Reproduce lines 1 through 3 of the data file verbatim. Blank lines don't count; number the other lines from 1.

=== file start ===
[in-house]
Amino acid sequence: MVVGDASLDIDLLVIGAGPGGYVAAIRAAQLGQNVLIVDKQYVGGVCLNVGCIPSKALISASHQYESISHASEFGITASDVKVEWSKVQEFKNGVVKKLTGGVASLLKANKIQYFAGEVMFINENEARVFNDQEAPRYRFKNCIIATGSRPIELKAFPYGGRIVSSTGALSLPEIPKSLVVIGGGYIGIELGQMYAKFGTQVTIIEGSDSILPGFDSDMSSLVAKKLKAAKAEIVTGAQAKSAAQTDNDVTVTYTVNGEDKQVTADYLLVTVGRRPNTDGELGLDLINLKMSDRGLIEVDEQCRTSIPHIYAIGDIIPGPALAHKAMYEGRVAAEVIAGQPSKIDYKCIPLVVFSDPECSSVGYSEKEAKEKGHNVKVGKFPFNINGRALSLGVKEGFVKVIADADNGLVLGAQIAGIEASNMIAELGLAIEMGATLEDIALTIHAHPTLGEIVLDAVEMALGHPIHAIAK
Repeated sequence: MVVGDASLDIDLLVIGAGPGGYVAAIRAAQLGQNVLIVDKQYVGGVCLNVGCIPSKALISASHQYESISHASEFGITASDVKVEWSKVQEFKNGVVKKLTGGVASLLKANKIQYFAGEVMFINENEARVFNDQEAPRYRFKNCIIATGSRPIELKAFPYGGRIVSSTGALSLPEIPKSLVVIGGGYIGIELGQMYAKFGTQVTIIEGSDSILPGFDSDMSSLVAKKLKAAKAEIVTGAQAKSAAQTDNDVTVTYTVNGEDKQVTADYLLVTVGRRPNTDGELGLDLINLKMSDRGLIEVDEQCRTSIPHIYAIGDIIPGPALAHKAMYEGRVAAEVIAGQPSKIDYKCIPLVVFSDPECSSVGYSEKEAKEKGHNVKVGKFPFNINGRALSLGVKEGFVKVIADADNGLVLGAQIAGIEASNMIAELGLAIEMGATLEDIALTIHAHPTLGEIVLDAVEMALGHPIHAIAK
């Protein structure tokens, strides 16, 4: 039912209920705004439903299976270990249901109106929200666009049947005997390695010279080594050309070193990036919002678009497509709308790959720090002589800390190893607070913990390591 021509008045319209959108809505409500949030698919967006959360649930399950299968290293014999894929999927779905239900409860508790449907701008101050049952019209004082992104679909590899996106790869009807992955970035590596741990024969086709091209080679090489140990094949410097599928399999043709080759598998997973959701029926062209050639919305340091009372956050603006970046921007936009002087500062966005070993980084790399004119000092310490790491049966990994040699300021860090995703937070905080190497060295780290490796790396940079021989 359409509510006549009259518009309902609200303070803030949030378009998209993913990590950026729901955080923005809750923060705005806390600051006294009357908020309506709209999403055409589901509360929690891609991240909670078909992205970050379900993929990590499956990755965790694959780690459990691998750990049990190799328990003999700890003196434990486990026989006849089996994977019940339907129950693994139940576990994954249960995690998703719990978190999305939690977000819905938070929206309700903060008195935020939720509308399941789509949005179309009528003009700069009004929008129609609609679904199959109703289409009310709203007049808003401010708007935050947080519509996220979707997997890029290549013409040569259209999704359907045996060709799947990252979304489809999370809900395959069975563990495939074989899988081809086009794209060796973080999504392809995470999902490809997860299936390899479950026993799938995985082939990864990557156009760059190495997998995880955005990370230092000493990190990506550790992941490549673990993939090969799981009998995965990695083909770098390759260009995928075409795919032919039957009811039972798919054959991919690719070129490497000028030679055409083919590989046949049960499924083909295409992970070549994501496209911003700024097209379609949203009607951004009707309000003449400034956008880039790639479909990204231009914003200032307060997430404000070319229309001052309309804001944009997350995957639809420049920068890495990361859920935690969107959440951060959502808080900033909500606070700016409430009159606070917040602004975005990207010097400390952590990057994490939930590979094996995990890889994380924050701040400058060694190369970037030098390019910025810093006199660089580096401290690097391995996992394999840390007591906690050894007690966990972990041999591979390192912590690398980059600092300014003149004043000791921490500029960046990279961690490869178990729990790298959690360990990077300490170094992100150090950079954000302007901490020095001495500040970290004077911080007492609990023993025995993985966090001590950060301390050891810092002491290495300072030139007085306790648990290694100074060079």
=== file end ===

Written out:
[in-house]
Amino acid sequence: MVVGDASLDIDLLVIGAGPGGYVAAIRAAQLGQNVLIVDKQYVGGVCLNVGCIPSKALISASHQYESISHASEFGITASDVKVEWSKVQEFKNGVVKKLTGGVASLLKANKIQYFAGEVMFINENEARVFNDQEAPRYRFKNCIIATGSRPIELKAFPYGGRIVSSTGALSLPEIPKSLVVIGGGYIGIELGQMYAKFGTQVTIIEGSDSILPGFDSDMSSLVAKKLKAAKAEIVTGAQAKSAAQTDNDVTVTYTVNGEDKQVTADYLLVTVGRRPNTDGELGLDLINLKMSDRGLIEVDEQCRTSIPHIYAIGDIIPGPALAHKAMYEGRVAAEVIAGQPSKIDYKCIPLVVFSDPECSSVGYSEKEAKEKGHNVKVGKFPFNINGRALSLGVKEGFVKVIADADNGLVLGAQIAGIEASNMIAELGLAIEMGATLEDIALTIHAHPTLGEIVLDAVEMALGHPIHAIAK
Repeated sequence: MVVGDASLDIDLLVIGAGPGGYVAAIRAAQLGQNVLIVDKQYVGGVCLNVGCIPSKALISASHQYESISHASEFGITASDVKVEWSKVQEFKNGVVKKLTGGVASLLKANKIQYFAGEVMFINENEARVFNDQEAPRYRFKNCIIATGSRPIELKAFPYGGRIVSSTGALSLPEIPKSLVVIGGGYIGIELGQMYAKFGTQVTIIEGSDSILPGFDSDMSSLVAKKLKAAKAEIVTGAQAKSAAQTDNDVTVTYTVNGEDKQVTADYLLVTVGRRPNTDGELGLDLINLKMSDRGLIEVDEQCRTSIPHIYAIGDIIPGPALAHKAMYEGRVAAEVIAGQPSKIDYKCIPLVVFSDPECSSVGYSEKEAKEKGHNVKVGKFPFNINGRALSLGVKEGFVKVIADADNGLVLGAQIAGIEASNMIAELGLAIEMGATLEDIALTIHAHPTLGEIVLDAVEMALGHPIHAIAK